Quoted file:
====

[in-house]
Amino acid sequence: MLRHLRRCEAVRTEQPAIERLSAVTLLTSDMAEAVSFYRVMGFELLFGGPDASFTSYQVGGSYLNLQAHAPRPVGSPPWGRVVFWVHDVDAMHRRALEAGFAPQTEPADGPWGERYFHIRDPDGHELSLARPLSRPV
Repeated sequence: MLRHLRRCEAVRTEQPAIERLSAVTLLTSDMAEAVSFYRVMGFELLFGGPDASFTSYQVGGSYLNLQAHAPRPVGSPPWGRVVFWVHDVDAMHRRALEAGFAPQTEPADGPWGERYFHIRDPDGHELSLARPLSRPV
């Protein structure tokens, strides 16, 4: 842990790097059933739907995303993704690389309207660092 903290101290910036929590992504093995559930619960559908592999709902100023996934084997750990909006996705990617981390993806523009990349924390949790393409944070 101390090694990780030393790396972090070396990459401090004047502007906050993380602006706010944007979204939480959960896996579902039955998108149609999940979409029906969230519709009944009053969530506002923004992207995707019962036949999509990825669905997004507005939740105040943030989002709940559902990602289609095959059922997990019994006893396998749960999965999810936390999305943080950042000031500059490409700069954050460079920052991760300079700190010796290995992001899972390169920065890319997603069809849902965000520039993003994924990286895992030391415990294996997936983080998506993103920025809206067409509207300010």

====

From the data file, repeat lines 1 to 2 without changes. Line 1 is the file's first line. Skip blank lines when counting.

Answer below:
[in-house]
Amino acid sequence: MLRHLRRCEAVRTEQPAIERLSAVTLLTSDMAEAVSFYRVMGFELLFGGPDASFTSYQVGGSYLNLQAHAPRPVGSPPWGRVVFWVHDVDAMHRRALEAGFAPQTEPADGPWGERYFHIRDPDGHELSLARPLSRPV